Paperless loans in India

Paperless Personal Loans are now a reality in India, thanks to Qbera

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In an age defined by digital evolution and transformation, it isn’t unusual to see some impressive and innovative processes pop out of nowhere. Banking is no stranger to this – the advancement in financial services is tremendous to say the very least. Paperless personal loans are unsecured loans that do not involve physical paperwork – the entire process if online, paperless and digital. The convenience that this new revolution has ushered in is impressive to say the very least. Literally, every credible lender that you know of even about 5 years ago took at least 8-10 days to disburse unsecured loans. With changing times come changing dynamics. The digital loan process has undergone significant change, allowing for super-quick profile evaluations and disbursals.

Getting a paperless loan in India

Although the digital loan process has seen significant change in recent years, not all lenders have adopted a completely paperless approach. Only select market lenders have integrated their delivery systems with enabling technological frameworks to expedite the loan process on several fronts and eliminate the need for paperwork.

Paperless personal loans are unsecured loans, meaning they don’t require any form of collateral. They employ a bunch of eligibility thresholds to evaluate an applicant’s profile and subsequently approve his/her loan.

To begin, personal loans (even though we’re referring to digital loans here) require a set of documents that need to be submitted. Most lenders stick to a common list of essential documents that every individual needs to submit: these include KYC and income documents.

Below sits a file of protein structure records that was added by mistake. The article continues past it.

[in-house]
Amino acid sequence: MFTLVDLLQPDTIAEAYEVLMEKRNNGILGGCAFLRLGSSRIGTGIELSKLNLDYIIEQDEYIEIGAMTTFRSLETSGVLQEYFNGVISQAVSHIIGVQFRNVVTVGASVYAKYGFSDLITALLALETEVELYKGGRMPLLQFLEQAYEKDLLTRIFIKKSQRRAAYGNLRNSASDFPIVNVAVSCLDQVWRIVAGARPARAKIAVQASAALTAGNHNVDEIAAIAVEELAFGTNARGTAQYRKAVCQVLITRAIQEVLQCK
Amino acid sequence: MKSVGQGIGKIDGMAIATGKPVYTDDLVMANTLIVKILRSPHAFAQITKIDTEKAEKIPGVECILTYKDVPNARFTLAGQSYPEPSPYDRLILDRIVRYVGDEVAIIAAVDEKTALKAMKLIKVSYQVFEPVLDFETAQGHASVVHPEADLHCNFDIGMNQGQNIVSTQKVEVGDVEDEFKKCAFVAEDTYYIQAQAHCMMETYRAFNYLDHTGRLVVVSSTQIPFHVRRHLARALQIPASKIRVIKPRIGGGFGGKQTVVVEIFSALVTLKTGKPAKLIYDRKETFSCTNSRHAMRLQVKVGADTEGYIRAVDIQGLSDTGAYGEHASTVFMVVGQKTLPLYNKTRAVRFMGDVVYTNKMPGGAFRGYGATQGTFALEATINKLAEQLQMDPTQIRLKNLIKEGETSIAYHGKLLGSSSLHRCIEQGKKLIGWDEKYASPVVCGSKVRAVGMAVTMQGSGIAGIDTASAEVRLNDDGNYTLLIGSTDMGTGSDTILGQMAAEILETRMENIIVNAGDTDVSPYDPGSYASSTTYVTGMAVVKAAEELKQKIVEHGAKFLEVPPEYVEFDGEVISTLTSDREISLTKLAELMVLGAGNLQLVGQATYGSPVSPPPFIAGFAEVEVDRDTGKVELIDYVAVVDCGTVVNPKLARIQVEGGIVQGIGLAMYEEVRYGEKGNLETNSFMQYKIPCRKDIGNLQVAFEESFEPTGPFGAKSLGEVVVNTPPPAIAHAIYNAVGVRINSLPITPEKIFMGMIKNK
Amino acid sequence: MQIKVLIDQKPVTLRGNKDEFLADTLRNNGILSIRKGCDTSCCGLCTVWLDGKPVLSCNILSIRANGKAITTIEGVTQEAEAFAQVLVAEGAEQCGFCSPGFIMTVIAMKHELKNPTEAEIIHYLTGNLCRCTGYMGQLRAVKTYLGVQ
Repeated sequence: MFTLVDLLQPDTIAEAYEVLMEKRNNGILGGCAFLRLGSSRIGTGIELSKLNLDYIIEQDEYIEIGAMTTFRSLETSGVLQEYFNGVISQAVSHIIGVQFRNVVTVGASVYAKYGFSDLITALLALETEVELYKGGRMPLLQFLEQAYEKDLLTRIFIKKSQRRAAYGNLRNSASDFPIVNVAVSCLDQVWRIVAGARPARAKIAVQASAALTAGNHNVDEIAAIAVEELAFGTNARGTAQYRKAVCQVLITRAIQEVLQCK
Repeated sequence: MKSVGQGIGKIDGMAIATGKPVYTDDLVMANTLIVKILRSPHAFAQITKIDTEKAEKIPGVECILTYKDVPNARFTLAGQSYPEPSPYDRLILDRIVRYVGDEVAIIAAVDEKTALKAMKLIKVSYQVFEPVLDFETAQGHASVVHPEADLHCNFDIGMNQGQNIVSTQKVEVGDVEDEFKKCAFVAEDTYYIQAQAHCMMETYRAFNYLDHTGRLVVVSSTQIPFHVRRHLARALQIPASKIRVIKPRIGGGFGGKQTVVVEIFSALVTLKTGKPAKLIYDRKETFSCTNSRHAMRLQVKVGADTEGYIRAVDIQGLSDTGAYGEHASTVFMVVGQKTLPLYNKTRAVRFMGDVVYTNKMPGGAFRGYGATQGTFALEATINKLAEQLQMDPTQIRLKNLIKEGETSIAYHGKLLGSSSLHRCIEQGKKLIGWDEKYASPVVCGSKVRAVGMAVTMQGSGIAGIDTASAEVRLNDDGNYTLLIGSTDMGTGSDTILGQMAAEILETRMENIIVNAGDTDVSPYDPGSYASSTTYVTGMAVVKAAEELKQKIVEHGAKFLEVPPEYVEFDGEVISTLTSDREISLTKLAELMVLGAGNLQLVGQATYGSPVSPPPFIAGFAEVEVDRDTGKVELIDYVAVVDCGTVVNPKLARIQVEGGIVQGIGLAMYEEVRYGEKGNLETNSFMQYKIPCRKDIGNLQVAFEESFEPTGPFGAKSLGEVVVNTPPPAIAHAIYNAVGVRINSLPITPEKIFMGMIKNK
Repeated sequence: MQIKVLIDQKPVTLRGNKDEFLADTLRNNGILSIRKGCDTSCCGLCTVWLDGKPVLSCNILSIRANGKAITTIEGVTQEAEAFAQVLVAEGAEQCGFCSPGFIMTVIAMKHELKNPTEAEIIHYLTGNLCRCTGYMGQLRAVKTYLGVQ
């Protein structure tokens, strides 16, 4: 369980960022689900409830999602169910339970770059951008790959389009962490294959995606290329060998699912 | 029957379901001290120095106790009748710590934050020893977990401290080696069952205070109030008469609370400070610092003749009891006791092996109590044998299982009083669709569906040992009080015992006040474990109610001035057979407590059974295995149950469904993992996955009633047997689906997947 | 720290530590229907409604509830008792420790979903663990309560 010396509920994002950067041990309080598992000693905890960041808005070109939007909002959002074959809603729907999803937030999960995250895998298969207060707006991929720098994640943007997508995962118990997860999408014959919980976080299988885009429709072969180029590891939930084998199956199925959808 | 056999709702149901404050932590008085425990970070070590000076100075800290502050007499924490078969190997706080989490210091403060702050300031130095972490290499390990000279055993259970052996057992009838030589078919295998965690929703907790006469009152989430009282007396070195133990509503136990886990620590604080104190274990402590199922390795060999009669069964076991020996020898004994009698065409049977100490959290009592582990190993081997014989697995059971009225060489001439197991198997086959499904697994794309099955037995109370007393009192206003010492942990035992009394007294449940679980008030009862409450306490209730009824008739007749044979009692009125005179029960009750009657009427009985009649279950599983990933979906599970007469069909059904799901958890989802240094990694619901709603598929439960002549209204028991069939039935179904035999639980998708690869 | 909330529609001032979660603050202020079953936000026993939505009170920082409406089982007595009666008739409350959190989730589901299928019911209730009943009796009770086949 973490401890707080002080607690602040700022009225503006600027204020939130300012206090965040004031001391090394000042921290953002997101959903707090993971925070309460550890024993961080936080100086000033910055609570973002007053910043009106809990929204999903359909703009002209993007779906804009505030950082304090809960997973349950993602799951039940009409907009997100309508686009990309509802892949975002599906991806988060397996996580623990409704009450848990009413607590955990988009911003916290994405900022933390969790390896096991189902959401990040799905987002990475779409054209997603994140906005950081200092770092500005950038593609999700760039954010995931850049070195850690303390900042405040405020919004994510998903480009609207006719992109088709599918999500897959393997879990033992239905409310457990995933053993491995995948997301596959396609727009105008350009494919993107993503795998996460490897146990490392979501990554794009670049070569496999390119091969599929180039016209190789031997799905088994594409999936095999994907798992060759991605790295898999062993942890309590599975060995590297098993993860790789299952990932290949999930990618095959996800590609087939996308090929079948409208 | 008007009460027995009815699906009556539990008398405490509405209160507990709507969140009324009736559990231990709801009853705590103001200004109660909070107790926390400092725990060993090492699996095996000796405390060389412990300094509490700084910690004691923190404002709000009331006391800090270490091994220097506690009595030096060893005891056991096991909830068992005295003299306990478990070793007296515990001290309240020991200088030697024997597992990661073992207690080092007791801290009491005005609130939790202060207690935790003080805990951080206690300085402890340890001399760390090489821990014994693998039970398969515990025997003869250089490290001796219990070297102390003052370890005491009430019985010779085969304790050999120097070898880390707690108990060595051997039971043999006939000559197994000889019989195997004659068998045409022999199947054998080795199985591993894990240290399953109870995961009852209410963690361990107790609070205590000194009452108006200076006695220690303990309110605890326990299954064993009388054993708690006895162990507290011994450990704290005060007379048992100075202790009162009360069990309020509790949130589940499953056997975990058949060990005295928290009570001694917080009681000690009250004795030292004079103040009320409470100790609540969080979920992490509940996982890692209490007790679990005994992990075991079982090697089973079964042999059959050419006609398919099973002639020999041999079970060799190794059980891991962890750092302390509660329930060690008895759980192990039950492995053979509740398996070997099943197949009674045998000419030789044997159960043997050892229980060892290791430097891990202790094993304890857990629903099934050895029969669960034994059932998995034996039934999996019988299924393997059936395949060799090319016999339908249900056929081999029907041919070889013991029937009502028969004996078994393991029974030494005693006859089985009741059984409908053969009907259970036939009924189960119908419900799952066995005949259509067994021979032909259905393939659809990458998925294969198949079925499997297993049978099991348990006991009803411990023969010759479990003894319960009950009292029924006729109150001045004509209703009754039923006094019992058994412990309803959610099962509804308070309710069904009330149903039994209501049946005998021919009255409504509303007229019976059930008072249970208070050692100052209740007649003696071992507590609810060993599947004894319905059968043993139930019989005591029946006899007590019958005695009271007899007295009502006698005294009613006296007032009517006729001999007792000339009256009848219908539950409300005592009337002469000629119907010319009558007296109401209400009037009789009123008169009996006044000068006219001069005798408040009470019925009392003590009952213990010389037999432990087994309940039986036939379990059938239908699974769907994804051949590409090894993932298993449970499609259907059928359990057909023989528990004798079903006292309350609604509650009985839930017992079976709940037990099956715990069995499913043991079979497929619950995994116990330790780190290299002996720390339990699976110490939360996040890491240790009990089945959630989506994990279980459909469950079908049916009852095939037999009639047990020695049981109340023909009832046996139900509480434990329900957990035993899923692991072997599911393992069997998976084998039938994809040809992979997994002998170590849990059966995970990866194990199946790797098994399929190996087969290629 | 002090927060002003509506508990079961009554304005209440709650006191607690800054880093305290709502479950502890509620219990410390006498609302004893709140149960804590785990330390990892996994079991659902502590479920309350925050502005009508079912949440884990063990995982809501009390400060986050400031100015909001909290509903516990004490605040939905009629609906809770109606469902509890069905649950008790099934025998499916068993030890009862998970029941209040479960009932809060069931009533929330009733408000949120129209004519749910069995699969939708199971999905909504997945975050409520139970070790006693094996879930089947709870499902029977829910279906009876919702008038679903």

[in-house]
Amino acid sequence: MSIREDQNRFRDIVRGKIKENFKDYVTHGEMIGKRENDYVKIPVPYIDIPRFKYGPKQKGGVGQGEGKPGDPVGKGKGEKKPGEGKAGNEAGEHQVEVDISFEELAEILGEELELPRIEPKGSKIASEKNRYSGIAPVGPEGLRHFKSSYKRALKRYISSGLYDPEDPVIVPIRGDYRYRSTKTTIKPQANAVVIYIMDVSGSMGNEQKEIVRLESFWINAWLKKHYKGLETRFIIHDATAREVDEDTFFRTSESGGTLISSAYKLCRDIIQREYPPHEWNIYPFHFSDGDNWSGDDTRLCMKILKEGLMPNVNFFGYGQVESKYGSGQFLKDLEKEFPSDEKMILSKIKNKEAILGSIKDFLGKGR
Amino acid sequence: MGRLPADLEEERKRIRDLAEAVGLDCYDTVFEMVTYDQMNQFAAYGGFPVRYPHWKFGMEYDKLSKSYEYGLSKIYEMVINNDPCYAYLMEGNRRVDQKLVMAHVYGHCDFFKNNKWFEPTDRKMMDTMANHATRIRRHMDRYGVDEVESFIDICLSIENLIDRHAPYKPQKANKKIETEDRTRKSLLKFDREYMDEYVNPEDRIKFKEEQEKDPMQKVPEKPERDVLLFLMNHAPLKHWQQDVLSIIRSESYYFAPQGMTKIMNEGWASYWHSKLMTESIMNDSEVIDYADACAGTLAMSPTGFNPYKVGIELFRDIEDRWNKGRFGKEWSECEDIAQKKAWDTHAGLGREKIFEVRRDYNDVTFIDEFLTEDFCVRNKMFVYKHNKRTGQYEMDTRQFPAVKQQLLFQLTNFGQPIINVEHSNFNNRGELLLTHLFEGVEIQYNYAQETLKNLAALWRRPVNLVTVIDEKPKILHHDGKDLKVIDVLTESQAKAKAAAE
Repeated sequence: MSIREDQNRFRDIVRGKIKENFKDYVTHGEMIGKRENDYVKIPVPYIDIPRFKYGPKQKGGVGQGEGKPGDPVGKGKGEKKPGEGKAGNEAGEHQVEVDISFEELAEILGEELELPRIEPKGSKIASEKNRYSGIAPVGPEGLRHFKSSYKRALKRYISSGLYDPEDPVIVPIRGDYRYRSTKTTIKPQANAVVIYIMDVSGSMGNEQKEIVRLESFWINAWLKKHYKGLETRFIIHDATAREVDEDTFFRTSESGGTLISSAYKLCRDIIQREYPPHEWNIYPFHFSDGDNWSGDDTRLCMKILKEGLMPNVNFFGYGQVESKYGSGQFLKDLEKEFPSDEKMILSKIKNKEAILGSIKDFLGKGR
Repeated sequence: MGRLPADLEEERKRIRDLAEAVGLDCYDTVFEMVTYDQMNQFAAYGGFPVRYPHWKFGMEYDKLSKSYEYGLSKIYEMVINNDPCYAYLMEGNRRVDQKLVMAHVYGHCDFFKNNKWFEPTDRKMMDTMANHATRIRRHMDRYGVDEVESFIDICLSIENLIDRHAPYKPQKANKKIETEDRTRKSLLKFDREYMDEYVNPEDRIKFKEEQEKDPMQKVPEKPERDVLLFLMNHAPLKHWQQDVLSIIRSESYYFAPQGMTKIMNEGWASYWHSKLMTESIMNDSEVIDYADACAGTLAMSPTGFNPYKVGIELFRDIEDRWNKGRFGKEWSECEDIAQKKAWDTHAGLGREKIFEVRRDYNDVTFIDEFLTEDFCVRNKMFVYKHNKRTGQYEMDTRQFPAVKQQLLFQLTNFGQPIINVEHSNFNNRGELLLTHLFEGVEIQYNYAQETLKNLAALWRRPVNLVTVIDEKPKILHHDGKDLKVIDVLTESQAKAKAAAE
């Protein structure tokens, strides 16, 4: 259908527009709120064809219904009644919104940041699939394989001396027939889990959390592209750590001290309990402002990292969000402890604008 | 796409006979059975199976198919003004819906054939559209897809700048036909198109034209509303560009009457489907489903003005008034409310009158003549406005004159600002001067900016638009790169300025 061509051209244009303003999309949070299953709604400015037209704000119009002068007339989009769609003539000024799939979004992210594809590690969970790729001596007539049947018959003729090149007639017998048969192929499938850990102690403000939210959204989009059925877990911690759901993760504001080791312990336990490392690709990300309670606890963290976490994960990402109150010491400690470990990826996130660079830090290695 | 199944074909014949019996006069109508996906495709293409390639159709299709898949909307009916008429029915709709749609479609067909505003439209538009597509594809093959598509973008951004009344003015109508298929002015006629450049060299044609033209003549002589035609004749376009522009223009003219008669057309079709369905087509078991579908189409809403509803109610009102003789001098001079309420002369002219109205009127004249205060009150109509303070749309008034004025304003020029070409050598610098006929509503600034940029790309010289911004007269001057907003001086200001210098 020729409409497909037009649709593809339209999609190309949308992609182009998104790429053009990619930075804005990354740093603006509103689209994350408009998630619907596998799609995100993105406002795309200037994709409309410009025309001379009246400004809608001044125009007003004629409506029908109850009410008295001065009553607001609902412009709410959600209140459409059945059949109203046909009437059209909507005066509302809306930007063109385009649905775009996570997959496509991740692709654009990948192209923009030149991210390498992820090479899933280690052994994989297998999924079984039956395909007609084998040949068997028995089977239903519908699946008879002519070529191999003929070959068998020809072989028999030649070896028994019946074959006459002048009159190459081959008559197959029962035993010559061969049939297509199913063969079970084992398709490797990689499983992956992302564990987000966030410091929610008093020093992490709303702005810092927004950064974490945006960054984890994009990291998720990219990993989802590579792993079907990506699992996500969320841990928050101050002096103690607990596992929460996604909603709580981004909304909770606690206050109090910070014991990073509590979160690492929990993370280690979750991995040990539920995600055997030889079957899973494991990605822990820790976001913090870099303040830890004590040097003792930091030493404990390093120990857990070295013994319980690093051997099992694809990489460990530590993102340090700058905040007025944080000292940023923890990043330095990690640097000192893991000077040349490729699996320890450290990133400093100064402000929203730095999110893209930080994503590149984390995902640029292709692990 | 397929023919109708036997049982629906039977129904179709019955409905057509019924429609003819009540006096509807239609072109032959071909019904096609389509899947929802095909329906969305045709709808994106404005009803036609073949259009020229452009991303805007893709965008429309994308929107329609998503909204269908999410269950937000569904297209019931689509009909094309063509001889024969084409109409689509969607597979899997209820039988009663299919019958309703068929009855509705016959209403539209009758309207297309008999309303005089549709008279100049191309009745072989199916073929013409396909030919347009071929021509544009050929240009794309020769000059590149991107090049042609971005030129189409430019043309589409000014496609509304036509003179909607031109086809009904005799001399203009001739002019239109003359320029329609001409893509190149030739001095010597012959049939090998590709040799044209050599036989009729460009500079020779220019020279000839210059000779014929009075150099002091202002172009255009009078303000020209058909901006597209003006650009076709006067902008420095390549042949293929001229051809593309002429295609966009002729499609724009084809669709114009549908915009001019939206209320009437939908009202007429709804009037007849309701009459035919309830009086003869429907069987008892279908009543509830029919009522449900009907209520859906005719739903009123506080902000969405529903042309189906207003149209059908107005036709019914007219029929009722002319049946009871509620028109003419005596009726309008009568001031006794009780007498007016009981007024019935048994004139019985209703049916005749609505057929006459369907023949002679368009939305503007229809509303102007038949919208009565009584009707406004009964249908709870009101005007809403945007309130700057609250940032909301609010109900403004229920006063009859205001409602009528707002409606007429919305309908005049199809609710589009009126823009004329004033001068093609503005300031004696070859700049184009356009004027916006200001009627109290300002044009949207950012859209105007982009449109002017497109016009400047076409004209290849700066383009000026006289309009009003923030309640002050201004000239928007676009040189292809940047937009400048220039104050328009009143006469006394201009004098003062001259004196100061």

While we make reference here to paperless personal loans, we don’t literally imply the absence of documented proof that is generally involved – it simply means that the amount of physical paperwork involved is bare minimal, or absolutely not required in select cases.

Paperless loans are actually a reality in the current day, thanks to the emergence of P2P lenders and Fintech startups. As a matter of fact, it is because of the evolution of enabling technology to make the loan process increasingly paperless, that supreme seamlessness, speed, and convenience in the loan application process has become a reality.

Qbera’s paperless loan process

The digital loan process adopted by Qbera is almost entirely paperless. Let’s take a look at the steps you’d have to go through.

Essentially, Qbera, just like any other lender offering paperless personal loans, requires a set of documents to be submitted. Here is the list of documents for paperless loans from Qbera.

  • PAN Card: A photocopy of your PAN card needs to be provided along with your signature. You will also be required to submit a digital copy of your PAN card online.
  • Aadhaar Card: A photocopy of your Aadhaar card needs to be submitted as well. Similar to the PAN card, you’ll have to upload a digital copy of your Aadhaar Card as well.
  • Salary slips: Your salary statements for the last 3 months need to be submitted and they can be uploaded online – no physical copies are required.
  • Bank statements: Your bank statements for the last 3 months can be submitted by logging in to a secured interface with your netbanking credentials. Your bank statements are automatically retrieved.
  • Cheque Leaves from your salary account: 3 Cheque Leaves from your salary account need to be provided to the document pick-up executive along with a passport sized photograph and copies of your Aadhaar and PAN cards. Note that these are the only physical documents that are required. Earlier, most lenders required physical copies of all your documents to process your digital personal loan application.

Once you submit the above-mentioned documents, they will be digitally verified, after which you will receive a customized loan offer spelling out details of your sanctioned loan amount. Note that your final sanctioned loan amount will depend on a bunch of parameters including your credit score, repayment history, employment stability, income, and age.

 

 

 

 

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